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Streusel vs. Strudel

Streusel vs. strudel – the world of delicious desserts can be confusing. This article explains the differences between the two so you talk about these tasty treats with confidence.

Strudel close-up with icing sugar and cinnamon.

Streusel vs. strudel – what’s the difference?

Strudel and streusel have no direct connections. Although the names might be similar, a strudel is very different from streusel.

Unlike streusel which is a crunchy, buttery toppings in baked goods, strudel is a filo-like pastry dough made with oil typically filled with fruit or vegetables.

While the two have a lot of differences, there are some similarities between them. Both strudel and streusel tend to feature in sweet baked goods with fruit. Both are commonly used in German and Austrian desserts. And last but not least, baked well, they’re both irresistible.

What is Streusel?

If you’ve ever had a perfect blueberry muffin with that crunchy, crumbly topping that is streusel. The sweet and warmly spiced crumble found on top of all sorts of tasty baked goods is called streusel, which is pronounced struː.zəl.

Streusel is an easy and delicious way to elevate all manner of baked goods. It is made with flour, butter, and sugar. Some variations include warming spices, like cinnamon and nutmeg while other versions add a little extra chew by adding oats to the streusel topping.

Streusel is made by mixing butter into flour and sugar until it has a nice crumbly texture. Then the streusel can be sprinkled over raw baked goods and in the oven, it becomes crispy, crunchy, and delicious.

Common ways to use streusel are as a topping for muffins, cakes, and crumbles. Popular streusel desserts are:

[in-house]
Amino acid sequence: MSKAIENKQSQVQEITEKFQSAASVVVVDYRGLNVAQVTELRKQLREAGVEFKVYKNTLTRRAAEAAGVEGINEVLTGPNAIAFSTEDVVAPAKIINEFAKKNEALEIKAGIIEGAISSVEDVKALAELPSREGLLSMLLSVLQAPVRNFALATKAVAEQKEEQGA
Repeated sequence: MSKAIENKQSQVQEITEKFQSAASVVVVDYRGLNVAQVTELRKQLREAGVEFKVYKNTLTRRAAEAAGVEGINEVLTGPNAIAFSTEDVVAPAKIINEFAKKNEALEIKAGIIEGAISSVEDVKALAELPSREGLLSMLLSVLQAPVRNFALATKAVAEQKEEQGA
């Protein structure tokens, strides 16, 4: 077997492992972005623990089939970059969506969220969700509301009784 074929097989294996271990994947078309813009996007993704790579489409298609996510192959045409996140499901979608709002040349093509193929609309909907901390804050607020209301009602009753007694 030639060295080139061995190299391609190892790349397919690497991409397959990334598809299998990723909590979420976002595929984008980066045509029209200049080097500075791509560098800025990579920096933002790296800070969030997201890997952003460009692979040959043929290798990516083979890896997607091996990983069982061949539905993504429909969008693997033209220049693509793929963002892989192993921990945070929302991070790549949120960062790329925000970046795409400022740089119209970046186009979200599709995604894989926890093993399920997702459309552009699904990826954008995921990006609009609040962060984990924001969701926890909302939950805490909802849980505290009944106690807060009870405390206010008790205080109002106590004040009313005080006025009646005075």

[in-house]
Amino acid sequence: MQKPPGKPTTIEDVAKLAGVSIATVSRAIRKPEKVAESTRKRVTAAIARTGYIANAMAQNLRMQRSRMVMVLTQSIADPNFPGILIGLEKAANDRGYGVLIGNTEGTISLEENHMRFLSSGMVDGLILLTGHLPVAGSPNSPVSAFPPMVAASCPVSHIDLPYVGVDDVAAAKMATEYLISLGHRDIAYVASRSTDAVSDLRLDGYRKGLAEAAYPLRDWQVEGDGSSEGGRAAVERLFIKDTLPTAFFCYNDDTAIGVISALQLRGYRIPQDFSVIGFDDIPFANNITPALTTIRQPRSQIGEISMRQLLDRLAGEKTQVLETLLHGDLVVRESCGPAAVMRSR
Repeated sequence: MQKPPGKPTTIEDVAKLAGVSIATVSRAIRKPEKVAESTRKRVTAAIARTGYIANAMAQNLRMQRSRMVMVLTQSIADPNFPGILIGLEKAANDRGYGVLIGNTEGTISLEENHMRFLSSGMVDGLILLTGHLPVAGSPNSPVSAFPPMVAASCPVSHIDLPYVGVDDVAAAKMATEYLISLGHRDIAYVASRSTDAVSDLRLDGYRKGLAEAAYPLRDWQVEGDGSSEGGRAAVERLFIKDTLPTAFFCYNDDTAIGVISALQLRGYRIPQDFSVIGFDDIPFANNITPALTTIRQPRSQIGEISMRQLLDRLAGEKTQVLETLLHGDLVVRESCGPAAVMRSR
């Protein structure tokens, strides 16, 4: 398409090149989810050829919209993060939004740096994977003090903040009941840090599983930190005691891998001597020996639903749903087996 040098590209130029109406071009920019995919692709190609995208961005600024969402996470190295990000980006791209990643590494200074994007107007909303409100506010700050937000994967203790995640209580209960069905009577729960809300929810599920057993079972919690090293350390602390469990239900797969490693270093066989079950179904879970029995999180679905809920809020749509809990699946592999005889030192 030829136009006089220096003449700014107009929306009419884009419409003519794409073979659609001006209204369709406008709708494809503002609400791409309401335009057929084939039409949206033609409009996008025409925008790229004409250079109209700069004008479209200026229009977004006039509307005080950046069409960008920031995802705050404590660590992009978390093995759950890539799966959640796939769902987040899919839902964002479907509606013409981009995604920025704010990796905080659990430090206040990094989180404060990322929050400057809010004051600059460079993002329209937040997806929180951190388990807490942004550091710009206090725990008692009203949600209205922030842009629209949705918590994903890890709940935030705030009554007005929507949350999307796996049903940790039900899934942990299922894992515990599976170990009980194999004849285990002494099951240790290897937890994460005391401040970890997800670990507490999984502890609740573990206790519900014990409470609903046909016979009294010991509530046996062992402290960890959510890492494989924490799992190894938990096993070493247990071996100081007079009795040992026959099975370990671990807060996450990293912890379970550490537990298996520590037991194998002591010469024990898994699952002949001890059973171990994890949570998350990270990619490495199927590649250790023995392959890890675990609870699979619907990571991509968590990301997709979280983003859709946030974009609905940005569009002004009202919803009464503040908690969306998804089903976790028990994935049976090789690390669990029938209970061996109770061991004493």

• Streuselkuchen
  • Blueberry streusel muffins
  • Apple streusel cake, muffins, and crumble
  • Cinnamon and streusel coffee cake
  • Pumpkin streusel muffins
  • Plum streusel cake
A piece of streusel cake with plums on a white plate.

What is a Strudel?

Strudel is pronounced stroo·dl. It is a delicious pastry made with layers of thin, flaky filo-like dough that are brushed with butter. The dough is made with flour, water, egg, and oil which is rolled out paper-thin and then filled with sweet or satisfying savory fillings. Common sweet strudel fillings include spiced apples, cherries, and pumpkin. On the savory side, fillings like spinach and cheese or sausage and potato are frequently enjoyed.

The filled and flakey treat has been a feature in Austrian and German cuisines for hundreds of years. The foundation for strudel was established through the introduction of the Turkish Baklava pastry to Austria in 1453. The most ancient strudel recipe dates back to 1696 and features a milk-cream filling. This handwritten recipe is currently preserved at the Viennese City Library.

Today, strudel’s fanbase stretches far beyond Austria and Germany. You can find strudels in many cafés and bakeries worldwide. Strudel is best served warm right out of the oven. It pairs perfectly with a hot mug of coffee or a warm cup of winter spiced tea.

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